Zombie property bill passes Assembly

By Patrick Donachie

A bill co-sponsored by state Assemblyman Phil Goldfeder (D-Ozone Park) will place stronger regulations on abandoned “zombie” properties. The bill was passed in the state Assembly last week by a vote of 116-22, and he is calling on the state Senate to also pass the legislation.

“Zombie properties” are blighted properties that have been abandoned by their prior residents, often after a bank or lender has placed a foreclosure on the house. State Attorney General Eric Schneiderman estimated last year that there were more than 16,700 foreclosed homes throughout the state. According to Goldfeder, the issue became worse for Queens residents in the aftermath of Superstorm Sandy as homes were abandoned due to damage.

“Zombie properties are a plague on our community that drives down property values, threatens public health and undermines the character of our neighborhoods,” he said. “For families still struggling to recover from Sandy, they are also a constant, painful reminder of everything we lost in the disaster.”

Goldfeder was one of several co-sponsors of the “New York State Abandoned Property Relief Act of 2016,” which was developed in partnership with Schneiderman’s office. The bill would make mortgage lenders responsible for “pre-foreclosure” properties, in addition to properties in foreclosure. The bill would also require inspections that would help determine if properties with a delinquent mortgage have been abandoned by owners.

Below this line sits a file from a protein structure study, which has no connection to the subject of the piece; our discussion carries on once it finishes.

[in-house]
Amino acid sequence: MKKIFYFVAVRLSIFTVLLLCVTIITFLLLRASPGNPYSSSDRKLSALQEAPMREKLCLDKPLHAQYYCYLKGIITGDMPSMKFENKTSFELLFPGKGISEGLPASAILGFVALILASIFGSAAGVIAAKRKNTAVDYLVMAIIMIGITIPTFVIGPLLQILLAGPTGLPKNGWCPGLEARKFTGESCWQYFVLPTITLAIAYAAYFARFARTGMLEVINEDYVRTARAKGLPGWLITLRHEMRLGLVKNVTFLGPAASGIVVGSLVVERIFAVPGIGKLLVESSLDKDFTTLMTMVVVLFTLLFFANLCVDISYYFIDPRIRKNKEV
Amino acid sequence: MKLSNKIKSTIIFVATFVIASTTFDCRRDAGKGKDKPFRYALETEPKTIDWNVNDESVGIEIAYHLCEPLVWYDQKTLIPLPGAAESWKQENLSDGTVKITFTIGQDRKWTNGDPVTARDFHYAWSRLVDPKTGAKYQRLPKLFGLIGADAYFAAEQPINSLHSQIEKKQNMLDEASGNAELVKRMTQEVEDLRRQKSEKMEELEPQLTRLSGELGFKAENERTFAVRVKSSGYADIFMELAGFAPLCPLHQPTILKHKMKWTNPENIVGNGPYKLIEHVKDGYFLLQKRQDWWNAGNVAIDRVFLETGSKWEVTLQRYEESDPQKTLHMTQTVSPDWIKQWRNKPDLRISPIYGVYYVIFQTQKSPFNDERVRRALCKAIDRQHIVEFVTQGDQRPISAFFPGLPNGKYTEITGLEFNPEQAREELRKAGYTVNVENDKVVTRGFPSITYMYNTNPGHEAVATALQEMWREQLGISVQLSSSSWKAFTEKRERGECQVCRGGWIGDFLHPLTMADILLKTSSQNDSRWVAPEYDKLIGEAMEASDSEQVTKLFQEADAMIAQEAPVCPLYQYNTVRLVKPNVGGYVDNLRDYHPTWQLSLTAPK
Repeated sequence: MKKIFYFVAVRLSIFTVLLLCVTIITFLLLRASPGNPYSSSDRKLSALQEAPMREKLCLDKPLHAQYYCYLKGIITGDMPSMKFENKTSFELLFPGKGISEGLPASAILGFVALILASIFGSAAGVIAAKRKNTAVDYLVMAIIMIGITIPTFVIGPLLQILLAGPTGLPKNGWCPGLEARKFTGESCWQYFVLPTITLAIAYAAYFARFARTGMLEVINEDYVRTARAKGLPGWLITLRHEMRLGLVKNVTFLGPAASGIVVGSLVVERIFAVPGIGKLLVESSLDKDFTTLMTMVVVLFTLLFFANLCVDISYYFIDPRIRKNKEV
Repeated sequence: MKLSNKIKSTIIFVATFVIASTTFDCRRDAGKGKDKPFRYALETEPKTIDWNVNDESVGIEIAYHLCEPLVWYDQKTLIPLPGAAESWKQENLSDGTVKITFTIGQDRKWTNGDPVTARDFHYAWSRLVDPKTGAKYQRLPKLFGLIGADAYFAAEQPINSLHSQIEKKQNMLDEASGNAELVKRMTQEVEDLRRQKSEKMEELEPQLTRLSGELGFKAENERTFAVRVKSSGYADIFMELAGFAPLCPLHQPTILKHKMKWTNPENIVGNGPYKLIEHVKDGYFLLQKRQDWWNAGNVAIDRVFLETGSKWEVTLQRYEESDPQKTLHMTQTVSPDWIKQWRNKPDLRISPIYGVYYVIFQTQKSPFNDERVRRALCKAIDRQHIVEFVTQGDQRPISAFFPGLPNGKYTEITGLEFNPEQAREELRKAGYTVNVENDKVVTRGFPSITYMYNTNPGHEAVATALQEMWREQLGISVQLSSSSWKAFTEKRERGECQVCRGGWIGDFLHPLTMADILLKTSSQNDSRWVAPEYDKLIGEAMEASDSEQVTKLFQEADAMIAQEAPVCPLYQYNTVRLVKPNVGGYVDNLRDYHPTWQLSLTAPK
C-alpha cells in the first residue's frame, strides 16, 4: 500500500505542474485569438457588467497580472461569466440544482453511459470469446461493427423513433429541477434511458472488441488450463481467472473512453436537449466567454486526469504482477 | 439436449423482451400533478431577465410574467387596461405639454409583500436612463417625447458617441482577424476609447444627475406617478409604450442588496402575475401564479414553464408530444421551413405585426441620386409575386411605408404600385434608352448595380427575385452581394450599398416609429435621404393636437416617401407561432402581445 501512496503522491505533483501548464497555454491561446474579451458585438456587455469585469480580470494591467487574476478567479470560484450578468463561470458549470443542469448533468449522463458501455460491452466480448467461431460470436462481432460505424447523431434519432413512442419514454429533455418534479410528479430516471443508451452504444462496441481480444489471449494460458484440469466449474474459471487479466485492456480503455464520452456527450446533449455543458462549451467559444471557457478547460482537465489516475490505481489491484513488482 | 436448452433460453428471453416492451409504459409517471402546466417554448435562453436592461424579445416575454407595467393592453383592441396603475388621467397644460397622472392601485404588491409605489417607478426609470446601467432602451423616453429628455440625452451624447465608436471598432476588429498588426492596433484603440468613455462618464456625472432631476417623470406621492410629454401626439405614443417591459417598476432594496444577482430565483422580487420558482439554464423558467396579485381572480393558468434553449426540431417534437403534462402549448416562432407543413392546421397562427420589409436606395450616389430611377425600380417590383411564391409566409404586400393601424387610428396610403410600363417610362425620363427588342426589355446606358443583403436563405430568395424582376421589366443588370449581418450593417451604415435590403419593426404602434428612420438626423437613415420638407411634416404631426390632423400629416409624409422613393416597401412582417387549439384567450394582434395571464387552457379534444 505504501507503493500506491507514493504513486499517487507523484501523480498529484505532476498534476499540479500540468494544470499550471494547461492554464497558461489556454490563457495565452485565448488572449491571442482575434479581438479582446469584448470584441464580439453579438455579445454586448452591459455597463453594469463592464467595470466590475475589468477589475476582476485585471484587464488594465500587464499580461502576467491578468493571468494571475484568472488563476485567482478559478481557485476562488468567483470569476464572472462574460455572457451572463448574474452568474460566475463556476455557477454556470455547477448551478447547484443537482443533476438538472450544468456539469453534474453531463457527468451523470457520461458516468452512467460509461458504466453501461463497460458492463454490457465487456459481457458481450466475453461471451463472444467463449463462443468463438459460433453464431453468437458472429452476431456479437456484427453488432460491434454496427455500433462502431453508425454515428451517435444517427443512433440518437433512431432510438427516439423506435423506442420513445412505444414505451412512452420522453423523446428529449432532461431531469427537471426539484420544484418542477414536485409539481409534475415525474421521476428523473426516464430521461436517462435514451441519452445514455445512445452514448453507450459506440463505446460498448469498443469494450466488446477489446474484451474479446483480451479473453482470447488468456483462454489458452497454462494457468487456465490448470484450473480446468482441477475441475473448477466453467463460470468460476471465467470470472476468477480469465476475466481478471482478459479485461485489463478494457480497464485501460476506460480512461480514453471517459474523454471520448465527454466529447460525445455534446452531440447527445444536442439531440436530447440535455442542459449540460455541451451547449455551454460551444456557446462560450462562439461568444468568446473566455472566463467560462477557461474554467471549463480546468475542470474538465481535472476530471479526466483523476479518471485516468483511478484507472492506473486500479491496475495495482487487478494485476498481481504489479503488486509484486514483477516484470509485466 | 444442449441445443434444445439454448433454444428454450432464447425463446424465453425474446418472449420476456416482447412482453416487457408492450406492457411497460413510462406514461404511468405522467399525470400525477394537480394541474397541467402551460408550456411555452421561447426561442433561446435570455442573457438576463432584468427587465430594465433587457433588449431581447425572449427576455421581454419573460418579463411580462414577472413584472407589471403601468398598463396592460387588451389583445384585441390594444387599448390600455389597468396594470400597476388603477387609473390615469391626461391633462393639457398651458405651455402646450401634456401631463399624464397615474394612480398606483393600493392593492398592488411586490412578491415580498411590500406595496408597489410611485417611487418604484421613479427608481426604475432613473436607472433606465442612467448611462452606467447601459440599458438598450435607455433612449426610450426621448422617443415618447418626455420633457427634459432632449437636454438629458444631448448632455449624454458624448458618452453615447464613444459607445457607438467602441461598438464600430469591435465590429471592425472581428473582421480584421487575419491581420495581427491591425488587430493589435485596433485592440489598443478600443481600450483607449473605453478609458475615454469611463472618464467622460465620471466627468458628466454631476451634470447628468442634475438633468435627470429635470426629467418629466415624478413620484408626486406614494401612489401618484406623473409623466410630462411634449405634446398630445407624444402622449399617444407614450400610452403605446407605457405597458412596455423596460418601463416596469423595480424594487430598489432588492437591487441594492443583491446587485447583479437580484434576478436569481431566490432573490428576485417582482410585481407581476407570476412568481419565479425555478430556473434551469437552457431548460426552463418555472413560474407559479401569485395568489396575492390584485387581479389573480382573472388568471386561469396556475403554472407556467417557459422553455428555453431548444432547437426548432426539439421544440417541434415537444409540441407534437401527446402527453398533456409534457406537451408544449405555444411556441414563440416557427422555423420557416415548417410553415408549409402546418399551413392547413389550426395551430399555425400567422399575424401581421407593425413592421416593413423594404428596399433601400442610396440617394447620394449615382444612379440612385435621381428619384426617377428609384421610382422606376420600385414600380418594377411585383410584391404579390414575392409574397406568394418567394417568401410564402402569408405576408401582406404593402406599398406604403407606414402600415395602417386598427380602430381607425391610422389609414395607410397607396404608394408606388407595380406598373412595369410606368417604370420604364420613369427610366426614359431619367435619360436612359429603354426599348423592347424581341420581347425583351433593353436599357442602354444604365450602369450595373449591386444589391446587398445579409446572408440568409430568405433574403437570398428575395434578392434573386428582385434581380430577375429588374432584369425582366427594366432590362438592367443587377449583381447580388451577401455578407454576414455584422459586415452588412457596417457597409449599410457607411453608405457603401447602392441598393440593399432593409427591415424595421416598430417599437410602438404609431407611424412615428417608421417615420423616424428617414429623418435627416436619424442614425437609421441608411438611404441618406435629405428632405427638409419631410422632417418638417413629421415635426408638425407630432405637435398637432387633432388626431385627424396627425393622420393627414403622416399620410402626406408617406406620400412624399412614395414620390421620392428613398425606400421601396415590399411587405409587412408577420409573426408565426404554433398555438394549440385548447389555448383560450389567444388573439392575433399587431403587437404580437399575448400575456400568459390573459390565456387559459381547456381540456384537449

Additionally, the bill would establish a registry listing all abandoned residential properties in the state. It would be supervised by the office of the state Attorney General. There would also be a hotline for people to call if they saw zombie properties.

After the bill’s passage, it was referred to the Senate’s Housing, Construction and Community Development committee.

In June 2015, Councilman I. Daneek Miller (D-St. Albans) introduced legislation to the New York City Council that would allocate funds received from settlements with lenders to go towards communities like southeastern Queens that were hard hit by the foreclosure crisis. The legislation was referred to the Committee of Economic Development in March.

Foreclosure rates fluctuate wildly throughout Queens. According to RealtyTrac, the top Queens neighborhoods for foreclosed properties were Cambria Heights, with one in every 340 properties foreclosed, and South Ozone Park, where one in 427 properties is foreclosed. In Far Rockaway, one in 1,149 properties is foreclosed. RealtyTrac, a real estate information website, said 10 percent fewer homes received a foreclosure rating in April compared to the same period last year.

Reach reporter Patrick Donachie by e-mail at pdona[email protected]cnglocal.com or by phone at (718) 260–4573.

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